“Kimono Dragons: Conclusion”
Writer: Brian K. Vaughan
Artists: Pia Guerra & Goran Sudzuka (p), Jose Marzan, Jr. (i)
Publisher: DC Comics
Plot: I have no idea. Well, I didn’t when I read it. Maybe coming in raw to a series with #46 isn’t the best idea ever. Let me get back to you after I’ve read the trades.
Comments: Luckily, when a friend heard I was doing this review he inundated me with his copies. Without them I’d admit this is not a book aimed at new readers. I don’t require it to be. How could Vaughan summarize everything every month and also advance the plot? The question isn’t what happened; instead it’s whether there’s enough now to pique my interest?
Y has one advantage to the hypothetical new reader, and that is its singular high concept. Like an old school Twilight Zone episode, only one question has been asked: what if your main character was the last man on Earth, but all the women were still around? Everything else for the last four years has followed from this premise. According to those trades, we’ve dealt with misandric Amazon cults, Soviet and Israeli soldiers, Midwestern militias, irate Republican widows, an agitprop theater troupe, mercenary ninjas, covert international spies, scientists mad and otherwise, pirates, and the Australian Navy. But they’ve all been variations on “women are now in charge." So I could give you a cast list, but all you really need to know for this issue are Yorick (the titular Last Man), 355 (his bodyguard), and two capuchins named Bonny and Ampersand. 355 is alright people. Yorick is perhaps the last man you’d want to recharge the human race; not a bad sort, but he’s been called “boy” since this story began, and manhood for him is something he’s still sorting out. He doesn’t quite have the imagination to realize how dire his situation is. He’s prone to foolish quixotic gestures and not much good in a fight. He’s quite the whiz with a lockpick, however.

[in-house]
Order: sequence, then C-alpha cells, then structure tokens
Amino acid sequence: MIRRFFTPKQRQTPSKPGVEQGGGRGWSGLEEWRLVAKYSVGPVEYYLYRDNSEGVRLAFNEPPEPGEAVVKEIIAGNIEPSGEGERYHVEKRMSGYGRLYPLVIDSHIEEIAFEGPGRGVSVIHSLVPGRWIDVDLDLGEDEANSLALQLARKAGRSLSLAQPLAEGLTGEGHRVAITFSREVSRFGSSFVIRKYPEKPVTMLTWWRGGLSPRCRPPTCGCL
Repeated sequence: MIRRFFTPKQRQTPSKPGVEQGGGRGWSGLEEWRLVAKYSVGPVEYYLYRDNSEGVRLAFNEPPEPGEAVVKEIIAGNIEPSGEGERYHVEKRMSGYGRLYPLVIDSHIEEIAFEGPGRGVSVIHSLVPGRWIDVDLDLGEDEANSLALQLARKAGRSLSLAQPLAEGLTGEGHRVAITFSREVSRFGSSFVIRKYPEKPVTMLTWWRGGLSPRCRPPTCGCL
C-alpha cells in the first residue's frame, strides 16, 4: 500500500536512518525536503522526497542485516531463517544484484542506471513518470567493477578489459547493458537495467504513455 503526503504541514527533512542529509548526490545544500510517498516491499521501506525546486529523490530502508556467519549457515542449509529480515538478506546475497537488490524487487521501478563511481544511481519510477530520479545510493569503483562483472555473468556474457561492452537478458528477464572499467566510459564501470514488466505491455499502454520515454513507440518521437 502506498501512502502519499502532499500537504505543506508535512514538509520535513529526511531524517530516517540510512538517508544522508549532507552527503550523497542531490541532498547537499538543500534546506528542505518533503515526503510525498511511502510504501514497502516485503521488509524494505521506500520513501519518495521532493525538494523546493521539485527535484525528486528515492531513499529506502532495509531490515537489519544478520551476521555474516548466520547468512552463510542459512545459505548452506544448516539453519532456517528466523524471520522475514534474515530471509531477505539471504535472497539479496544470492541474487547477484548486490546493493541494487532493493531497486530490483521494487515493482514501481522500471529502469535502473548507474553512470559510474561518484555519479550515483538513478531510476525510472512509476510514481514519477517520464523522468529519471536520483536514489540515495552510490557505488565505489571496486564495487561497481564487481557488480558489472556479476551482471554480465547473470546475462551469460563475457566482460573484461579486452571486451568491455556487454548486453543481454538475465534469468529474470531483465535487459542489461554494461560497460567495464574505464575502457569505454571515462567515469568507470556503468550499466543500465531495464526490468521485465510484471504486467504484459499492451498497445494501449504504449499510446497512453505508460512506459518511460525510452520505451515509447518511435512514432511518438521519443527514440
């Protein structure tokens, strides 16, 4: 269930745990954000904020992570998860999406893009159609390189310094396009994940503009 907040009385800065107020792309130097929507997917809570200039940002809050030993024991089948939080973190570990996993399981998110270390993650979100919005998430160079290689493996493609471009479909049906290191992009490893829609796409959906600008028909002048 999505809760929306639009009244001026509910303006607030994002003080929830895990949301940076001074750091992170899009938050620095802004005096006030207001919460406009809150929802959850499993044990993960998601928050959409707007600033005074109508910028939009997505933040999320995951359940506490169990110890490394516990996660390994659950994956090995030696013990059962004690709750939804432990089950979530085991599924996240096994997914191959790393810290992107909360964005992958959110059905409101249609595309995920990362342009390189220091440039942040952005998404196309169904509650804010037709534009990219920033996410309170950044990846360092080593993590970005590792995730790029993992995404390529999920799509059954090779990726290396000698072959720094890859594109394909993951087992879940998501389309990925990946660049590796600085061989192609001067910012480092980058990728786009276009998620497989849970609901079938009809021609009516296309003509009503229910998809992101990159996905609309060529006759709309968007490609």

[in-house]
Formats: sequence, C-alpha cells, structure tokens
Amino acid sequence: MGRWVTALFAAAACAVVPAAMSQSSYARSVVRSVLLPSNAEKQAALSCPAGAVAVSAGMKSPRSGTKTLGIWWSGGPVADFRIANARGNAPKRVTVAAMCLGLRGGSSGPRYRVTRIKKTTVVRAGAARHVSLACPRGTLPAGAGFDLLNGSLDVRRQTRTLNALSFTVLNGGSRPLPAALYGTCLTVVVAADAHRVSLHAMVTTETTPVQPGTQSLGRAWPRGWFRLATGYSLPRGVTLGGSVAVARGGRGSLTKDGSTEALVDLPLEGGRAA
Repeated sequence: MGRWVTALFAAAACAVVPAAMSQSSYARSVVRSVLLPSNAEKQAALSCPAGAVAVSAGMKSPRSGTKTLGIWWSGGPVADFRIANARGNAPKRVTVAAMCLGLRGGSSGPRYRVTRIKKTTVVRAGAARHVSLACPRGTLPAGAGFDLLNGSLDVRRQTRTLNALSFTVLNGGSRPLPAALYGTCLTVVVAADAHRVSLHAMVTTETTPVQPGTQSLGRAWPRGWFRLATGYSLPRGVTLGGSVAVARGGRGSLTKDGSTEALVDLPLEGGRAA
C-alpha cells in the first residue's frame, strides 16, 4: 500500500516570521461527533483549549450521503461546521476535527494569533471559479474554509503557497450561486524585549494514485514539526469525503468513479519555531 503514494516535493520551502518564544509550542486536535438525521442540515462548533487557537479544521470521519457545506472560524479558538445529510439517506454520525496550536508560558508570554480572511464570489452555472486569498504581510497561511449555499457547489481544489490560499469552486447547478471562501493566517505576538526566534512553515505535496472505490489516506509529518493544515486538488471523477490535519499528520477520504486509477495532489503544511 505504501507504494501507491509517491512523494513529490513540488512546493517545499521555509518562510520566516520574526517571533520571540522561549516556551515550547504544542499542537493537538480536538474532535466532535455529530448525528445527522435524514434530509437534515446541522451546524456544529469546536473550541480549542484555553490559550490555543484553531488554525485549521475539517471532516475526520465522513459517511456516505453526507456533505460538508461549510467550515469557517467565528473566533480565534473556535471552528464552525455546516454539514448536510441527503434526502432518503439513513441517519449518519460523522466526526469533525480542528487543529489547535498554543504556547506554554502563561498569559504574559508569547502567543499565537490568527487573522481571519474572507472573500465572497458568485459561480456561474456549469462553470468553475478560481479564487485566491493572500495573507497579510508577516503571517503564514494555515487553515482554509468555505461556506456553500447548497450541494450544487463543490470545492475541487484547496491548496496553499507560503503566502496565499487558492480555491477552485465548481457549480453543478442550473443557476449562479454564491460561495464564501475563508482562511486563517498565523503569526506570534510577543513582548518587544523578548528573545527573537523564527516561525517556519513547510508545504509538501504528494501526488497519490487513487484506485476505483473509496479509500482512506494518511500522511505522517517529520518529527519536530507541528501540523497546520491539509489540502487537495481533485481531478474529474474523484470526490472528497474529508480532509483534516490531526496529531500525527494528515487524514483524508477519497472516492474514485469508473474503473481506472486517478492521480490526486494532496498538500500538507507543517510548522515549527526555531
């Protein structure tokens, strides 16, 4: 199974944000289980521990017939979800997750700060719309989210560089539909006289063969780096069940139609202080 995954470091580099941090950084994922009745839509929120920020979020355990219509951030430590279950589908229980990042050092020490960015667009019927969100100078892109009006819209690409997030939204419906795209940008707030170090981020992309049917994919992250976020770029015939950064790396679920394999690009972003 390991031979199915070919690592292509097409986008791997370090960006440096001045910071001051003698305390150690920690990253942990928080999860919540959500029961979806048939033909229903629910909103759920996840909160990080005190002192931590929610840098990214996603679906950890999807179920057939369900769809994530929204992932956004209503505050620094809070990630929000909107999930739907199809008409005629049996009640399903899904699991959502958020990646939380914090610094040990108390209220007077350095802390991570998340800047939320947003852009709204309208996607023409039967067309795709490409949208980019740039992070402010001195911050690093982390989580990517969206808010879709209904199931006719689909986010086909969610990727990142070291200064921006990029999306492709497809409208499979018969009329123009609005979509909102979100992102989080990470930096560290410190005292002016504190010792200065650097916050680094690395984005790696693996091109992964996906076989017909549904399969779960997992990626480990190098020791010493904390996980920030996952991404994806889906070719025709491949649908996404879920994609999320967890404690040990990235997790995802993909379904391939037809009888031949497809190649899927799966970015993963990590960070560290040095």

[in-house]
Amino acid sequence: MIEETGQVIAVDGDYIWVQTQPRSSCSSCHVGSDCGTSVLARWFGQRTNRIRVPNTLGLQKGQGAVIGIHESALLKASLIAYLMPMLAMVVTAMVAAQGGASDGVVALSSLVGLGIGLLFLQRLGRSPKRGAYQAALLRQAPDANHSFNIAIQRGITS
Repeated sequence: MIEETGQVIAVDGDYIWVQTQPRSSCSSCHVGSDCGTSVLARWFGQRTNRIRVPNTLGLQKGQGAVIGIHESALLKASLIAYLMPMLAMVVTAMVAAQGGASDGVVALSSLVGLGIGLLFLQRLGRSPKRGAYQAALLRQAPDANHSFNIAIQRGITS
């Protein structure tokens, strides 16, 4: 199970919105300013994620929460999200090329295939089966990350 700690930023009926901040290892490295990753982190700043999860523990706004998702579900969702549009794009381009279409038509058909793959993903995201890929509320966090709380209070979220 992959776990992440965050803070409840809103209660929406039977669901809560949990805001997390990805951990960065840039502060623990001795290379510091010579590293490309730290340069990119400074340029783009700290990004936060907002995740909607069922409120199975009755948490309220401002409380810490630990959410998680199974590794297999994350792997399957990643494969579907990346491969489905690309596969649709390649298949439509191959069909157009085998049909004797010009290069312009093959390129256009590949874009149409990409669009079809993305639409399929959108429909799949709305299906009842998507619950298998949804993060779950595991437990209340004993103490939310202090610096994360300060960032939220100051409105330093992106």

What I can glean from this issue involves an annoying white pop singer named Epiphany manipulating on her Japanese fans for survival, while scientist Dr. Mann struggles to find the missing male monkey and keep her lover and mother alive under siege from the ninja Toyota. Another ninja attacks Epiphany, and an underworld deal is worked out that involves Hong Kong.
The face off between the Doctor and her family is very expository, relating to the plot. The encounter between the singer and the assassin seems to concern some moral lessons about stardom. And the confessional discussion (where 355 finally gets one of Yorick’s pop culture references) is a touchingly intimate dialogue between two people who know each other very well. That was the part that hooked me; I wanted to know how these two became so deeply involved.
One of the reasons I’d stayed away so long was the art, usually by Guerra. She has a low key mostly realistic style I identify as "house Vertigo," a bit like Chas Truog in that superheroics don’t quite fit, even though there’s a level of stylization and simplicity. I find it a little drab, with few dramatic camera angles or flashy fight scenes, but it does serve to keep the attention on Vaughan’s clever words and plots. A few guest artists have glamorized the style a bit more, but have kept the tone that at least avoids exploitative leering when sex comes up (which is pretty much every issue, in one form or another).
Overall, things are happening on a rather small and intimate scale for a worldwide apocalypse. We’ve got a very limited perspective, mostly from Yorick’s ordinary eyes. But Vaughan’s cast is intriguing, and the concept allows him room for all sorts of asides from which stories are made. He keeps the steps along the way (towards finding both the cause and the cure for the calamity) interesting.
What did you think of this book?
Have your say at the Line of Fire Forum!